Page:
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Verik is a hardware description language (HDL) for designing and verifying digital integrated circuits. The goal of Verik is to enable the modern IDE workflow to bridge the technology gap between hardware and software development. Verik aims to be an interoperable drop-in replacement for SystemVerilog that leverages the modern software stack to improve productivity. Verik builds upon Kotlin, a modern general-purpose programming language with a clean and expressive syntax. Verik is Kotlin reinterpreted with the semantics of an HDL. It can directly make use of tools built for the vibrant Kotlin ecosystem, such as the widely used IntelliJ IDEA IDE.

The Verik toolchain consists of two parts, the compiler and the importer. It serves to bridge the gap between the Kotlin and SystemVerilog environments. Verik is translated to SystemVerilog by the compiler. Conversely, SystemVerilog declarations can be imported into the Kotlin environment with the importer. This allow us to make use of SystemVerilog libraries such as the UVM directly in Verik. It also reduces the barriers to adoption by allowing a mix of Verik and SystemVerilog to coexist in the same code base. Users are able to immediately benefit from the productivity gains of Verik without having to build out new infrastructure from the ground up.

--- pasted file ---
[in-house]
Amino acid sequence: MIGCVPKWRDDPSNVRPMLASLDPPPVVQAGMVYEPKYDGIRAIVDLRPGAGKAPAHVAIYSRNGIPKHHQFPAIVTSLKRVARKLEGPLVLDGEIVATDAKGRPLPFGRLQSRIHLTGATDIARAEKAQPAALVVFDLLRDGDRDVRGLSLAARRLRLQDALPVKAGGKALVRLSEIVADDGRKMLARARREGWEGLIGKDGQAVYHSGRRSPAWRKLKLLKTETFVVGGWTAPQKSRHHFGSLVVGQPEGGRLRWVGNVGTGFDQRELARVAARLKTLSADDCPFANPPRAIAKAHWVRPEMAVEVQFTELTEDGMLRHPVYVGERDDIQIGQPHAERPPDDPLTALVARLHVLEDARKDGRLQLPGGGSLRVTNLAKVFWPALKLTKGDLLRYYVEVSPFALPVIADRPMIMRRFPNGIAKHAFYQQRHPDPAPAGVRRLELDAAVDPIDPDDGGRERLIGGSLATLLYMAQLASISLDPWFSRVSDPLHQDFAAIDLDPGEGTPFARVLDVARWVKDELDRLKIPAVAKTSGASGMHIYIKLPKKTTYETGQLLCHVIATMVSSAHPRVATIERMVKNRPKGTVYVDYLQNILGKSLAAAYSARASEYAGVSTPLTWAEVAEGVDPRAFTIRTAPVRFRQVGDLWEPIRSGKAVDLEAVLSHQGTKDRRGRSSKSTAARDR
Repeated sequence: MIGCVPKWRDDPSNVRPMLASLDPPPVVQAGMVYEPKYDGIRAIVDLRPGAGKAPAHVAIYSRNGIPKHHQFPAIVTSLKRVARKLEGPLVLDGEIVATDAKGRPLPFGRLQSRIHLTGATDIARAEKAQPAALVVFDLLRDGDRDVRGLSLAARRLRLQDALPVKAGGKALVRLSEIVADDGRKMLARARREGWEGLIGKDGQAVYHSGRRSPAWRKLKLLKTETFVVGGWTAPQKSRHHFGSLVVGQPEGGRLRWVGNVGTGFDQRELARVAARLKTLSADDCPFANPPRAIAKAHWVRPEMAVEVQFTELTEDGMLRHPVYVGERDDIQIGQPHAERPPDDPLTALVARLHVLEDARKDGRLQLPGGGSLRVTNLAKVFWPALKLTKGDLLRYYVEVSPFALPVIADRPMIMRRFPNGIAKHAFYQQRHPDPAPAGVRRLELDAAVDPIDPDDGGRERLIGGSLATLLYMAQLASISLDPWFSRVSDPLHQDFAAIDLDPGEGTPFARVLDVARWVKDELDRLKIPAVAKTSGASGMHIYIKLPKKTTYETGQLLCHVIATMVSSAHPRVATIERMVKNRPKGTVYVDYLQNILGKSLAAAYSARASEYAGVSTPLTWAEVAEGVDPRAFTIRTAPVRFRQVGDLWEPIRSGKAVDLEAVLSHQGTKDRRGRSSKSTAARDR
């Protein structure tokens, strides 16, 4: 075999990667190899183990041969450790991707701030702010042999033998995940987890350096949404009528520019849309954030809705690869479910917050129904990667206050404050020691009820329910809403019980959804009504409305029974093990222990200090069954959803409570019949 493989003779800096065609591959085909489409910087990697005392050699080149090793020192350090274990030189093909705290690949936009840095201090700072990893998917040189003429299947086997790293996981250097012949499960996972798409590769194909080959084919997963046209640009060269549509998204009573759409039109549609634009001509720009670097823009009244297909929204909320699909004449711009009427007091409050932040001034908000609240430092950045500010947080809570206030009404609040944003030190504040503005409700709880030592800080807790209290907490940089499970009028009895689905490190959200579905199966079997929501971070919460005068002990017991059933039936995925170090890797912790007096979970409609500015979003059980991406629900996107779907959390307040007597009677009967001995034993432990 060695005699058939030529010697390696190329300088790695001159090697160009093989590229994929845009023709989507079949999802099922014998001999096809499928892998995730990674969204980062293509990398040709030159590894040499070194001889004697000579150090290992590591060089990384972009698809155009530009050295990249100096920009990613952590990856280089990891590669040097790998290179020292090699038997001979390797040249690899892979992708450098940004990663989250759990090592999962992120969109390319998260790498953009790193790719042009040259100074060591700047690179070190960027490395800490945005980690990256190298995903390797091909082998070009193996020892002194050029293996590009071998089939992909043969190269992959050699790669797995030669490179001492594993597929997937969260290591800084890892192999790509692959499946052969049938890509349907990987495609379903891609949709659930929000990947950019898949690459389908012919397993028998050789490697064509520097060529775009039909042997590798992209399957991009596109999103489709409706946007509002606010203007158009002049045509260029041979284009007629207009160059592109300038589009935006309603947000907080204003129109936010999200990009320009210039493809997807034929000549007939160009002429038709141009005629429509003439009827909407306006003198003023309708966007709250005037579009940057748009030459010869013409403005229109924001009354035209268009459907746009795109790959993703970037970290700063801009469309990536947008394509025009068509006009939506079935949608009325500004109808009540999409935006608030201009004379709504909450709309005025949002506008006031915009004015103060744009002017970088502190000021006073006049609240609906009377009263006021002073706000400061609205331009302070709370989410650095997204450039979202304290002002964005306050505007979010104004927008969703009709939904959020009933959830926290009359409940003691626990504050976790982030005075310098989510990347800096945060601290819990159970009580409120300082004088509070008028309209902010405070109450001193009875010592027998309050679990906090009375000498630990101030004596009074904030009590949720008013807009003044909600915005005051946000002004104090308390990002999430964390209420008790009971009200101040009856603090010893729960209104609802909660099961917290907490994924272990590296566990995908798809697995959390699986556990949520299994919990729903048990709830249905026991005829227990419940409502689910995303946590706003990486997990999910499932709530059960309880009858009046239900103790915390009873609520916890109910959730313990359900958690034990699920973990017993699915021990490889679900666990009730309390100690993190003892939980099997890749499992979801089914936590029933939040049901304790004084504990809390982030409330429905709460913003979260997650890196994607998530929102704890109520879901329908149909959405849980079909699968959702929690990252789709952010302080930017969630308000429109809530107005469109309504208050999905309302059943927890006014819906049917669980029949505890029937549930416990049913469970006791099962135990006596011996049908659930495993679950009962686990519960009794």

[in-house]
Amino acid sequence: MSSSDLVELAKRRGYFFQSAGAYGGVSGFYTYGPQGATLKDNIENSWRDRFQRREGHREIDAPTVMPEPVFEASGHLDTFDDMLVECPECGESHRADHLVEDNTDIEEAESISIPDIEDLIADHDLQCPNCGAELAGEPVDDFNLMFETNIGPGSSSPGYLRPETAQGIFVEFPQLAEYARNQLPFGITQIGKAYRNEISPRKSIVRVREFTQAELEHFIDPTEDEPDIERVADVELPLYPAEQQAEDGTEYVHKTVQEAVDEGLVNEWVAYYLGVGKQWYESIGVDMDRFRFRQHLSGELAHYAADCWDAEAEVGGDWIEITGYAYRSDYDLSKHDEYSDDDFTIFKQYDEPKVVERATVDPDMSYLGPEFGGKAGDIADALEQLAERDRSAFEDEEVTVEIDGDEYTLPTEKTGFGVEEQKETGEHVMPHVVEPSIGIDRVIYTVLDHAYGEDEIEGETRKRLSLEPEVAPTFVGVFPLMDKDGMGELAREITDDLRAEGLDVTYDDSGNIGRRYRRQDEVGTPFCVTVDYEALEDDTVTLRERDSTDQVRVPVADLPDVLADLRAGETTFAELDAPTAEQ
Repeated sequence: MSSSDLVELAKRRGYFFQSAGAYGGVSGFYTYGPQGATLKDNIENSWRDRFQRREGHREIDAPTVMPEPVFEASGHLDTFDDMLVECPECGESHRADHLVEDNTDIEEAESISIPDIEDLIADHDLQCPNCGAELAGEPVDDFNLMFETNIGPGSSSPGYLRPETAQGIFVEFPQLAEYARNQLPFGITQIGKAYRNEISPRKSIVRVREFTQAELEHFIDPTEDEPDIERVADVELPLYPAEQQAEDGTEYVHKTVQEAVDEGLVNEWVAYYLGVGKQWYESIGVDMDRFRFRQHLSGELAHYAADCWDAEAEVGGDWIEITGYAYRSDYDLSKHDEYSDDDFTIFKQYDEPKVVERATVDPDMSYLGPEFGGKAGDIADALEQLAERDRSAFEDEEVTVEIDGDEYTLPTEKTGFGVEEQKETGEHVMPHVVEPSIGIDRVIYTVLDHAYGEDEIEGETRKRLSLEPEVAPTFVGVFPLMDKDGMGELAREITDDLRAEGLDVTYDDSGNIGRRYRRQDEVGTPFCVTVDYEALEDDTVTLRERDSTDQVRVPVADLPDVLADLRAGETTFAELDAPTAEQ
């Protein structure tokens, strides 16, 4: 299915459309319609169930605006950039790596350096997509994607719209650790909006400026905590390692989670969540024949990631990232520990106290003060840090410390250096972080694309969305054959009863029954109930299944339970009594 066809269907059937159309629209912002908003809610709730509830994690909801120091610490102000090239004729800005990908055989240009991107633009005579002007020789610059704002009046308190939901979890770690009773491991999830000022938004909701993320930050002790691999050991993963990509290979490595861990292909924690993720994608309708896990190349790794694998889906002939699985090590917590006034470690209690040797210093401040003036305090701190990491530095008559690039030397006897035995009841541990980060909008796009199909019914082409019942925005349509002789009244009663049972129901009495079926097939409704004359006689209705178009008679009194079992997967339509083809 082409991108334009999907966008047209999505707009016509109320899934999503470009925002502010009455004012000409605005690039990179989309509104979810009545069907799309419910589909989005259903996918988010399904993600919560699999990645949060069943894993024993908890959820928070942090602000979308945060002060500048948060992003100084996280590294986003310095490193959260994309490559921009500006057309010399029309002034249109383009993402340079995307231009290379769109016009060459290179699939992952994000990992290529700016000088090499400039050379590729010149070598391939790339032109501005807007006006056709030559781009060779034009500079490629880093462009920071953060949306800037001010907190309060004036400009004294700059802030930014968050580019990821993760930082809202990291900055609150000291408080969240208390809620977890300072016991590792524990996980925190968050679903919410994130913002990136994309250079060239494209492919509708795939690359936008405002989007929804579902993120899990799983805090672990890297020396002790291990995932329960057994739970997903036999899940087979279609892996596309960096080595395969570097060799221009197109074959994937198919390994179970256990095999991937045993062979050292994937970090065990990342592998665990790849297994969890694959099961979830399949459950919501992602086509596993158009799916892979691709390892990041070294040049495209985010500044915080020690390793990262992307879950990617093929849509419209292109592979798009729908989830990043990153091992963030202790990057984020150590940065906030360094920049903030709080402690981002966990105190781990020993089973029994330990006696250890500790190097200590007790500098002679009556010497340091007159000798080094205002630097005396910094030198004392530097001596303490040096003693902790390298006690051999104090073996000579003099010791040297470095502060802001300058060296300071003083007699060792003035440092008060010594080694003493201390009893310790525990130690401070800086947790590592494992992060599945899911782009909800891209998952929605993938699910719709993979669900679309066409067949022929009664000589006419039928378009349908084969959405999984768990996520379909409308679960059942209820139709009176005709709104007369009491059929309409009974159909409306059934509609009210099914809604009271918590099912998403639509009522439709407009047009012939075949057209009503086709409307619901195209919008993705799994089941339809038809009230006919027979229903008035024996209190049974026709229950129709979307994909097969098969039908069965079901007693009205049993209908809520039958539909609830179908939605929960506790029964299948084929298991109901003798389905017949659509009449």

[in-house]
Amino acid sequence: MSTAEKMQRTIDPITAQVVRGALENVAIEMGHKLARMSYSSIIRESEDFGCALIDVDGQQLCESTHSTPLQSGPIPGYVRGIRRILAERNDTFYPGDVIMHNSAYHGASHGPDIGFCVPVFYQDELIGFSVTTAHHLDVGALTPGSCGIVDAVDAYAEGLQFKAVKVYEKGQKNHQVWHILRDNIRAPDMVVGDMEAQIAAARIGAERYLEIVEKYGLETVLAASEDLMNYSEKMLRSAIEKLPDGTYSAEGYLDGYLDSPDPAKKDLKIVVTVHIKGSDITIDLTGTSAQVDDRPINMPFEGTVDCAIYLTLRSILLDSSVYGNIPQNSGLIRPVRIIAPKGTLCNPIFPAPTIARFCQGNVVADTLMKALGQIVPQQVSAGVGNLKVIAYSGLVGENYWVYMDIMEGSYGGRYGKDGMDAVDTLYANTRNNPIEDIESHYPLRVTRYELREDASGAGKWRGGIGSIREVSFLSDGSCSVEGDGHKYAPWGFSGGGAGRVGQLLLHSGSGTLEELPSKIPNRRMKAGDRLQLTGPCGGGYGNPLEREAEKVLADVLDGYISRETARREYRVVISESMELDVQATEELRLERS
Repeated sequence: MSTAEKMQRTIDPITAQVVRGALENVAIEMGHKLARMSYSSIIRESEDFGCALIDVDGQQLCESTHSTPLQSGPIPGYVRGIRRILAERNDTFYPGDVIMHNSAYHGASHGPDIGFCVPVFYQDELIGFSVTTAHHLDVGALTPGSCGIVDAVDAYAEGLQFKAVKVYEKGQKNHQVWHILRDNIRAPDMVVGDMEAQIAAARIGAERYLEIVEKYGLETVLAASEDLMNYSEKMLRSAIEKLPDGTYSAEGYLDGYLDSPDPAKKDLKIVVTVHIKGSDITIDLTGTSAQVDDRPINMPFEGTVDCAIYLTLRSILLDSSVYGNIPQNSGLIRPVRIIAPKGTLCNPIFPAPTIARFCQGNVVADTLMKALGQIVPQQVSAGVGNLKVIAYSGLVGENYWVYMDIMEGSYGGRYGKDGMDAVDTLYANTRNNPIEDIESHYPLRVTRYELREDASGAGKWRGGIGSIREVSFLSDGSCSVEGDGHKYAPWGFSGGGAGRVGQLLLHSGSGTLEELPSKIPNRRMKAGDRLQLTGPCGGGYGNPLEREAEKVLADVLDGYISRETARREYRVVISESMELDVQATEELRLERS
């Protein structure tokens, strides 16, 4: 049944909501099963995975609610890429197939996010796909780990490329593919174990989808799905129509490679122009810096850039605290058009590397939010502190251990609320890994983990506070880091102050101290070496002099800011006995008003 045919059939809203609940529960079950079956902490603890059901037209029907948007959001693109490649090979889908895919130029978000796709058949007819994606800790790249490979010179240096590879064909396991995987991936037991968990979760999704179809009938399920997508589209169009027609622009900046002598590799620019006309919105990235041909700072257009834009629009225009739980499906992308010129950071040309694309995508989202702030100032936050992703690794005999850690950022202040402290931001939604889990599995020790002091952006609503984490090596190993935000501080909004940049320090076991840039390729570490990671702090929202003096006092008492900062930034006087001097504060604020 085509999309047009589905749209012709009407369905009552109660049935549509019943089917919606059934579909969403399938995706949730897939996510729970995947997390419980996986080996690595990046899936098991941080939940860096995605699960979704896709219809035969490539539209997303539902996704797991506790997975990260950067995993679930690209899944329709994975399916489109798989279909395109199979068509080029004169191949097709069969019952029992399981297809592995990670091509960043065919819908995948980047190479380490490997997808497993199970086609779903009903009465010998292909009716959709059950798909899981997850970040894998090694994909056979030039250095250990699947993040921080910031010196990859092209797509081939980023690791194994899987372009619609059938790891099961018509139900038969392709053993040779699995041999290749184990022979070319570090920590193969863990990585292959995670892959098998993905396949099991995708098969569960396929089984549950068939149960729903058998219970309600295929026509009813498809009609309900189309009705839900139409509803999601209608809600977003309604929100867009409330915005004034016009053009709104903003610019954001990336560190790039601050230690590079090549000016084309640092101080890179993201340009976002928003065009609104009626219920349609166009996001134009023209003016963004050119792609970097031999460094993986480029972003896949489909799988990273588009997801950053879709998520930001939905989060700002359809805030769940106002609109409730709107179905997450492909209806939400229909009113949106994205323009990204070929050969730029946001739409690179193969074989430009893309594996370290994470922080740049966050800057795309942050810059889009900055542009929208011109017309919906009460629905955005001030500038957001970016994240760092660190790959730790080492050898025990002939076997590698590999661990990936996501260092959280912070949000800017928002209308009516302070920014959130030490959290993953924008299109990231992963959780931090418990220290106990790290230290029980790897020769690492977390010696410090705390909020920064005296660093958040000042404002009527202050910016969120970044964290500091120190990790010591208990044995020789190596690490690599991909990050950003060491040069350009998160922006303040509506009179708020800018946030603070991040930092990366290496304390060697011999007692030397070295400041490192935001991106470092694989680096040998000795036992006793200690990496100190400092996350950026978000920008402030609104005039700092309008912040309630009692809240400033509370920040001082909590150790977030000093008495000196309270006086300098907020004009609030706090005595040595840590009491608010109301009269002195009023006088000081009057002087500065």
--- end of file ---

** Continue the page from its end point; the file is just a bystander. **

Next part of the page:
Verik is designed with the Principle of Least Astonishment in mind. Most language concepts such as packages, classes, and functions are carried over directly from Kotlin. As such, the Kotlin documentation is a good starting point for understanding Verik.

An example of a Verik adder module, alongside with the generated SystemVerilog, is shown below. The translation is direct, typically with one-to-one correspondence between the input and output source files. The names of declarations are preserved by the translation process. Verik generates readable SystemVerilog similar to what an engineer would have written.

Verik Adder

class Adder(
@In var clk: Boolean,
@In var a: Ubit<`8`>,
@In var b: Ubit<`8`>,
@Out var x: Ubit<`8`>
) : Module() {

fun seq() {
on(posedge(clk)) {
x = a + b

SystemVerilog Adder

module Adder(
input logic clk,
input logic [7:0] a,
input logic [7:0] b,
output logic [7:0] x,

always_ff @(posedge clk) begin : seq
x <= a + b;
end : seq


Verik is an open source project under the Apache License, Version 2.0. It was initially developed as a master's thesis project at the Massachusetts Institute of Technology. The white paper summarizing the high-level design of Verik and the comparison to other HDLs can be found here.